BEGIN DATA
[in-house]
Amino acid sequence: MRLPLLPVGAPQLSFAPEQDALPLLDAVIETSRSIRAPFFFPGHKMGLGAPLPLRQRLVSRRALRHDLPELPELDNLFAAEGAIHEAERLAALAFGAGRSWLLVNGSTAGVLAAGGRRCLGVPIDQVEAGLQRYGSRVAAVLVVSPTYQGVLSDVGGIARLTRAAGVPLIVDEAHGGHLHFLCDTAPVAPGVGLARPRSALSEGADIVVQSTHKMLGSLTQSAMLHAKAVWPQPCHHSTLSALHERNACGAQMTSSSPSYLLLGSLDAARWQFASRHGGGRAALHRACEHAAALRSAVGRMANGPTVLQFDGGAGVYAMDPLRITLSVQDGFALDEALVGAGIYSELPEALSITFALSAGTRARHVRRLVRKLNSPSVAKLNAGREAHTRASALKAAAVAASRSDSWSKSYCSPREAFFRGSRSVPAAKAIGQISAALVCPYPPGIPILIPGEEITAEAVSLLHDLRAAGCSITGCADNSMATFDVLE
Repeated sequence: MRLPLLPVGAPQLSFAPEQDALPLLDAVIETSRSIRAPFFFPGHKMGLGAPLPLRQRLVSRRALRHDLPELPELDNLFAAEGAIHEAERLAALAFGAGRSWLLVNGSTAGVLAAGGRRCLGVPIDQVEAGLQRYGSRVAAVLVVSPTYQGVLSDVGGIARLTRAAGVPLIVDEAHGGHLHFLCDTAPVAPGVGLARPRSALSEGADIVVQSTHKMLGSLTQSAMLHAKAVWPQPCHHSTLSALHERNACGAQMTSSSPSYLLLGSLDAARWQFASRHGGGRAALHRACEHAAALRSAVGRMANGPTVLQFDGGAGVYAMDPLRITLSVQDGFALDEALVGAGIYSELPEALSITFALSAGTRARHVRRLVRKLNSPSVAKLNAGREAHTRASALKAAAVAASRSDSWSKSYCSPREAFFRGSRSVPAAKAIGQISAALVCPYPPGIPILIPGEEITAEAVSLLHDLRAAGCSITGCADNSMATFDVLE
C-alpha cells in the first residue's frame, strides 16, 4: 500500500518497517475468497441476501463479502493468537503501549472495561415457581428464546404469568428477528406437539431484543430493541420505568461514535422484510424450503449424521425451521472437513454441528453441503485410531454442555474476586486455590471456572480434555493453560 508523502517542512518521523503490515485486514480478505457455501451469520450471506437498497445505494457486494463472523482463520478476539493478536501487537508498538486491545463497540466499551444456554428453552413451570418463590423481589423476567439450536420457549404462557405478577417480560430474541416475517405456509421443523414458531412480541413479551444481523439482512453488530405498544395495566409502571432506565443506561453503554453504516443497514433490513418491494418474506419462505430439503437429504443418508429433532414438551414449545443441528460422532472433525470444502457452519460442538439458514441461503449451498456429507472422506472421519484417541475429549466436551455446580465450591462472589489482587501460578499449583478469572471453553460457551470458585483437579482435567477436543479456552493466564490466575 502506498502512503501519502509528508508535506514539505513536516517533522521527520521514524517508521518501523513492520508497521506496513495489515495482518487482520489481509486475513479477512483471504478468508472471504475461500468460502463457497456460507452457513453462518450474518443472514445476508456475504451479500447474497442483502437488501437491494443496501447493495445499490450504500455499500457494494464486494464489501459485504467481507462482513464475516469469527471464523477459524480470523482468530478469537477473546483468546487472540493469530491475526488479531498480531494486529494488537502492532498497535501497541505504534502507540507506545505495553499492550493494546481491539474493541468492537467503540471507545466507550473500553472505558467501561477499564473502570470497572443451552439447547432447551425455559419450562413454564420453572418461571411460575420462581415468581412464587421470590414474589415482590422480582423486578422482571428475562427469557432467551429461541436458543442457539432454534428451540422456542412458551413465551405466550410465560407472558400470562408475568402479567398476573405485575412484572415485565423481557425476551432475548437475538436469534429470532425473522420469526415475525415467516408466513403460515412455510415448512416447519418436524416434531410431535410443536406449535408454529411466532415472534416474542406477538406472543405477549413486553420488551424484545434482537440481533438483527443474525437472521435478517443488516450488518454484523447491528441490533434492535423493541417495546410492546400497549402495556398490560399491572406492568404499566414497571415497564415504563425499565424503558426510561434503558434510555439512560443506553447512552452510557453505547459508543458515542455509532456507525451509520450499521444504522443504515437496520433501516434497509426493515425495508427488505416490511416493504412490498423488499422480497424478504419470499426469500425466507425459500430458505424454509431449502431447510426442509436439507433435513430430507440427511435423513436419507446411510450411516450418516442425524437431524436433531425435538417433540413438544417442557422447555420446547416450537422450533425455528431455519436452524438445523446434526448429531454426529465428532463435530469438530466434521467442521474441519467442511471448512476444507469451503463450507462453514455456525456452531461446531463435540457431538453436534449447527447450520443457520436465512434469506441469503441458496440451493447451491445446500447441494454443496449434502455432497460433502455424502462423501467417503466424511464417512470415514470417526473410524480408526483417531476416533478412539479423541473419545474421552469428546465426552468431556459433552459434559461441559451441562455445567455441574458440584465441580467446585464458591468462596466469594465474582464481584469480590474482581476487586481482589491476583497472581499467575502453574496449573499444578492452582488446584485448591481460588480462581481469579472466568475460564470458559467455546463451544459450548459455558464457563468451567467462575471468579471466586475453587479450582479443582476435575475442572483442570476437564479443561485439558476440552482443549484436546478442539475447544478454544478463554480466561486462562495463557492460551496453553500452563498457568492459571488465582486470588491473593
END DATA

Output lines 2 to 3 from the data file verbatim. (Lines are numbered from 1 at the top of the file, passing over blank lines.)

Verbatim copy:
Amino acid sequence: MRLPLLPVGAPQLSFAPEQDALPLLDAVIETSRSIRAPFFFPGHKMGLGAPLPLRQRLVSRRALRHDLPELPELDNLFAAEGAIHEAERLAALAFGAGRSWLLVNGSTAGVLAAGGRRCLGVPIDQVEAGLQRYGSRVAAVLVVSPTYQGVLSDVGGIARLTRAAGVPLIVDEAHGGHLHFLCDTAPVAPGVGLARPRSALSEGADIVVQSTHKMLGSLTQSAMLHAKAVWPQPCHHSTLSALHERNACGAQMTSSSPSYLLLGSLDAARWQFASRHGGGRAALHRACEHAAALRSAVGRMANGPTVLQFDGGAGVYAMDPLRITLSVQDGFALDEALVGAGIYSELPEALSITFALSAGTRARHVRRLVRKLNSPSVAKLNAGREAHTRASALKAAAVAASRSDSWSKSYCSPREAFFRGSRSVPAAKAIGQISAALVCPYPPGIPILIPGEEITAEAVSLLHDLRAAGCSITGCADNSMATFDVLE
Repeated sequence: MRLPLLPVGAPQLSFAPEQDALPLLDAVIETSRSIRAPFFFPGHKMGLGAPLPLRQRLVSRRALRHDLPELPELDNLFAAEGAIHEAERLAALAFGAGRSWLLVNGSTAGVLAAGGRRCLGVPIDQVEAGLQRYGSRVAAVLVVSPTYQGVLSDVGGIARLTRAAGVPLIVDEAHGGHLHFLCDTAPVAPGVGLARPRSALSEGADIVVQSTHKMLGSLTQSAMLHAKAVWPQPCHHSTLSALHERNACGAQMTSSSPSYLLLGSLDAARWQFASRHGGGRAALHRACEHAAALRSAVGRMANGPTVLQFDGGAGVYAMDPLRITLSVQDGFALDEALVGAGIYSELPEALSITFALSAGTRARHVRRLVRKLNSPSVAKLNAGREAHTRASALKAAAVAASRSDSWSKSYCSPREAFFRGSRSVPAAKAIGQISAALVCPYPPGIPILIPGEEITAEAVSLLHDLRAAGCSITGCADNSMATFDVLE